I send a happy Thanksgiving to the young girl, Leah, who wrote to me this morning because her father died in the ICU last night from a heart attack.
“It’s not a very happy Thanksgiving,” she said.
Believe me, I know it’s not, sweetie. But, you see, that’s the misnomer of the common American phrase, “Happy Thanksgiving.”
“Happy Thanksgiving” doesn’t actually mean to have a happy day. Not at all. In fact, “happy Thanksgiving” is code for “I love you.” Plain and simple.
And believe me, sweetie, plenty of people are wishing you a “happy Thanksgiving.”
Likewise, I send well-wishes to the woman in south Georgia who found a box of puppies on the side of the road this morning, left for dead. And now all those puppies are wandering in her kitchen, pooping on her clean floor. Happy Thanksgiving, ma’am.
And to my friend Daniel, who was just diagnosed with Parkinson’s. This is not the holiday you had in mind, Daniel. Happy Thanksgiving.
Happy Thanksgiving to Aaron, and his mother and father and sister and wife, and daughters. I’m praying for y’all.
To Joel and Tammy, who filled my belly today with pineapple casserole, pecan pie, kindness, love, and most importantly, high-ABV homemade beer.
To Amy, for being family.
I want to wish a happy Thanksgiving to my friends, Brett and Donna, in Chunky, Mississippi, tonight. May your holiday be filled with all the wonderful things that practicing Southern Baptists enjoy. P.S: I’m sorry I mentioned beer.
I want to wish a happy Thanksgiving to my sister and her kids and husband. It’s not fair to have a family that nice looking.
To the guy who was on the side of the road today in Birmingham, asking for money. He holds a cardboard sign which reads “Homeless Vietnam vet. Anything helps.”
This man is FAR to young to have seen action in Vietnam. He looks like he’s maybe 50. Although it’s a hard 50. Still, I wish a happy Thanksgiving to him.
And I also wish a happy holiday to the motorist who stopped and gave that same homeless man an entire take-out meal from Cracker Barrel.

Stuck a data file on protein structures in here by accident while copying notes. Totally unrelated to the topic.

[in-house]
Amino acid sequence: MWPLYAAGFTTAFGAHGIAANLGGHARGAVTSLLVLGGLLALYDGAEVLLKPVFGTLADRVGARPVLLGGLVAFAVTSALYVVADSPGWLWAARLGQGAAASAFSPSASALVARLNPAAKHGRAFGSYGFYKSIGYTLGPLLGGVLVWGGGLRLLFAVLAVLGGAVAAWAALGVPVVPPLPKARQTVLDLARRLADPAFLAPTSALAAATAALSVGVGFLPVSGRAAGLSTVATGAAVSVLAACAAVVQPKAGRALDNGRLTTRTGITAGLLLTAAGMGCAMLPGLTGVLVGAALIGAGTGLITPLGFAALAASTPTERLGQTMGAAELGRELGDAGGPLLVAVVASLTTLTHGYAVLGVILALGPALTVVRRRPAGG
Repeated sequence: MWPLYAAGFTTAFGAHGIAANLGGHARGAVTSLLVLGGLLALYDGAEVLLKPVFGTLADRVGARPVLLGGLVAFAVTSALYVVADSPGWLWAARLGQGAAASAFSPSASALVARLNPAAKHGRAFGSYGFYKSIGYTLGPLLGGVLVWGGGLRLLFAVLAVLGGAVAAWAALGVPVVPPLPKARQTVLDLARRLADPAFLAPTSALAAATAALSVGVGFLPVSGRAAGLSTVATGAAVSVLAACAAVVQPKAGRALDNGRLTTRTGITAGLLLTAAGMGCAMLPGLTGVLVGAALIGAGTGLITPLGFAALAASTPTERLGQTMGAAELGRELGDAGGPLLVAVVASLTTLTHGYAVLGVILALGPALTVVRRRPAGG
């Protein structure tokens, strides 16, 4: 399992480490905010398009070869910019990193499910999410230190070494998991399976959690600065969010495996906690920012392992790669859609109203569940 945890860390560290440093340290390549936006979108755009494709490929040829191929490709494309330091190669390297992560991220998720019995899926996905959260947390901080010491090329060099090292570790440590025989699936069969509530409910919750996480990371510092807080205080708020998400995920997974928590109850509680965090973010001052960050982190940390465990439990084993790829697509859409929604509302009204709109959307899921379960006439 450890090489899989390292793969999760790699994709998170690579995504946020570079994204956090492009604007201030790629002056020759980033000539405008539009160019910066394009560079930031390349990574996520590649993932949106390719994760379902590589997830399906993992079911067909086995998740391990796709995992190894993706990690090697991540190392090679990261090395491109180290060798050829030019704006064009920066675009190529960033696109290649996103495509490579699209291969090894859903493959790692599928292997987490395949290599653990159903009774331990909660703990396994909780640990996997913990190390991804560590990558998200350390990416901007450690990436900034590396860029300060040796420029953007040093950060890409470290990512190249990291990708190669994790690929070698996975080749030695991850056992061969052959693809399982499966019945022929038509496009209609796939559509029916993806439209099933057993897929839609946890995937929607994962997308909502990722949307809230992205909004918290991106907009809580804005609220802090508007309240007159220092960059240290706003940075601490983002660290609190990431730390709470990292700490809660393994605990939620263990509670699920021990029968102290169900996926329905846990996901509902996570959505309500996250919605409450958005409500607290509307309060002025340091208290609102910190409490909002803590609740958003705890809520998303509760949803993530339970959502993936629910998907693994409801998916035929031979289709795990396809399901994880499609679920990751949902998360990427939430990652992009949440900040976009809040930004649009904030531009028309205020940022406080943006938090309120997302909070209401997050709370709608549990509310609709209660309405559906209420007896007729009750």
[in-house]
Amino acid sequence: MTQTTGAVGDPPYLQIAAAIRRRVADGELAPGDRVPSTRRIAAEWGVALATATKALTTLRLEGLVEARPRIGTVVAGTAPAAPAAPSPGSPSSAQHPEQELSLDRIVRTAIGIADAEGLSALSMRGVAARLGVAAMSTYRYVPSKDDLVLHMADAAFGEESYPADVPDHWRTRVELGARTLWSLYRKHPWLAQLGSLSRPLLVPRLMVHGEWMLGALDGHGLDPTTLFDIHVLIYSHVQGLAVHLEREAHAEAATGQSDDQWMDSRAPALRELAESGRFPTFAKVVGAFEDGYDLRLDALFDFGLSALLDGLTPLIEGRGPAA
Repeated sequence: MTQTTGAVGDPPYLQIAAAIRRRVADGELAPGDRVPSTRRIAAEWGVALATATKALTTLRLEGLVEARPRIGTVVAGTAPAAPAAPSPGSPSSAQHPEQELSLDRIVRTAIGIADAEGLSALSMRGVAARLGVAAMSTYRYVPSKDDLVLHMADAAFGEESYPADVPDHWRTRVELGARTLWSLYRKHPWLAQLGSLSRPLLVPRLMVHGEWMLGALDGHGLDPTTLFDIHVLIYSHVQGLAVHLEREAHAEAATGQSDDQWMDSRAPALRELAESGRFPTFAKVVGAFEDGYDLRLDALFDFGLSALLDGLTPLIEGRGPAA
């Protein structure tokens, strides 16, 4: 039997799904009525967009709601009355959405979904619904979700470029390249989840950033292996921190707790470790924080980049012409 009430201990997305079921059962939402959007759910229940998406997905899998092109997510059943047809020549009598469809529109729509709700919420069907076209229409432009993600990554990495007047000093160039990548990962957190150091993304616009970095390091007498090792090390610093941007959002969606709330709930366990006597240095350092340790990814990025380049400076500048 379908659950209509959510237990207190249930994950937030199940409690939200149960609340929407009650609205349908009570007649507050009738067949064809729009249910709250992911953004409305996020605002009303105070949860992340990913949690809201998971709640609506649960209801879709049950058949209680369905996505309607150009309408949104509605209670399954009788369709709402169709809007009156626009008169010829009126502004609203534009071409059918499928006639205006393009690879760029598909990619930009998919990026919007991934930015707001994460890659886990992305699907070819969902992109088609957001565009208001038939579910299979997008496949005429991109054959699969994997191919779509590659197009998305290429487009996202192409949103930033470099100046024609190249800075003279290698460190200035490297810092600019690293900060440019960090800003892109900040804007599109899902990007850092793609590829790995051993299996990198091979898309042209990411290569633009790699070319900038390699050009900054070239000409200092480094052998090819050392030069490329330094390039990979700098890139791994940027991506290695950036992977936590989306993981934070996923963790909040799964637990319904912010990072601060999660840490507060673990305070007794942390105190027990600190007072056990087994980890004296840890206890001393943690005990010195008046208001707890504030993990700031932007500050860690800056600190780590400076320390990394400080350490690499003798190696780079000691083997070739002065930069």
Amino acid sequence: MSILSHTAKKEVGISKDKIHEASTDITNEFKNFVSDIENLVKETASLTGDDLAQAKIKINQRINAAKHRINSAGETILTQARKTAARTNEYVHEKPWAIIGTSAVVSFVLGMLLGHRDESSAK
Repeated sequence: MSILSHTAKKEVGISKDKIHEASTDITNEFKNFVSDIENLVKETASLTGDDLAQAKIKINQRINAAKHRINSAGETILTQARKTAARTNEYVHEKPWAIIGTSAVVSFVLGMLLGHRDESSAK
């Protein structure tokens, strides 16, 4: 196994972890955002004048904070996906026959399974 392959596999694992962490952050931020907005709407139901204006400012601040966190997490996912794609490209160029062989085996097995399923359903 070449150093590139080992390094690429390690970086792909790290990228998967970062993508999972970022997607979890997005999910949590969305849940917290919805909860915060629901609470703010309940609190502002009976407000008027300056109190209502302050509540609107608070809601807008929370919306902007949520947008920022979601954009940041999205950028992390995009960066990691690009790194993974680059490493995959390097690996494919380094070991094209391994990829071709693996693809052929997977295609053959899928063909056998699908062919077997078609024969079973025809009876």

Happy Thanksgiving to the high-school football player who dressed up as Superman and visited the pediatric oncology wing in New York City. The kids thought he was the real deal.
Forget Santa Claus, these kids gave Superman their sincerest wishlist. One kid, I understand, asked Supes for the ultimate gift. “Can you use your superpowers to make me better, Superman?”
Happy Thanksgiving to the 9-year-old boy in Wisconsin who went deaf last week. Nobody can explain why he went deaf. He just woke up one morning and he couldn’t hear. His parents told me he was frightened. But he is doing better now. He is already learning basic sign language. And I think this kid is incredible.
I definitely want to wish a happy Thanksgiving to Becca, Mina, Justin, and their whole family. They know why.
Happy Thanksgiving to my mother, who lives in a 28-foot fifth-wheel camper, with all her cats, and a guy who loves her, who is building her the tiny cabin of her dreams on Black Creek.
Above all, I want to wish a happy Thanksgiving to you. Reading this.
In the 10 years I’ve been writing this pedantic column, I’ve learned a lot. I’ve met some exceptional people who have blown my mind.
People who are so pure, so meek, so real, they want to remain anonymous.
I once wrote about a girl named Kiera, who saved the lives of her friends by pushing them out of the path of an oncoming SUV. She was killed in the process. Kiera was 10 years old.
I wrote about people who rescued, not one, not two, but hundreds of foster children.
People who camped out at gas stations, at random, just to fill the gas tanks of registered nurses.
Last week, I met a woman who rescues abused and disabled horses.
I was recently introduced to a country preacher who delivers groceries to shut-ins.
I shook hands with Mickey Ferguson.
And tonight, as I drink homebrew beer, and eat leftover turkey, in the wilds of Jefferson County, Alabama, I am thankful for you.
I don’t know what the following year will bring for you and me. I don’t know whether you or I will be here next year.
I don’t know whether fate will call our names. I don’t know whether you and I are strong enough to survive the rigors of this thing called life. I don’t know what the future holds.
But I know one thing. God still looks out for children and fools like me. And I know how I feel about you.
Which is why I say, Happy Thanksgiving.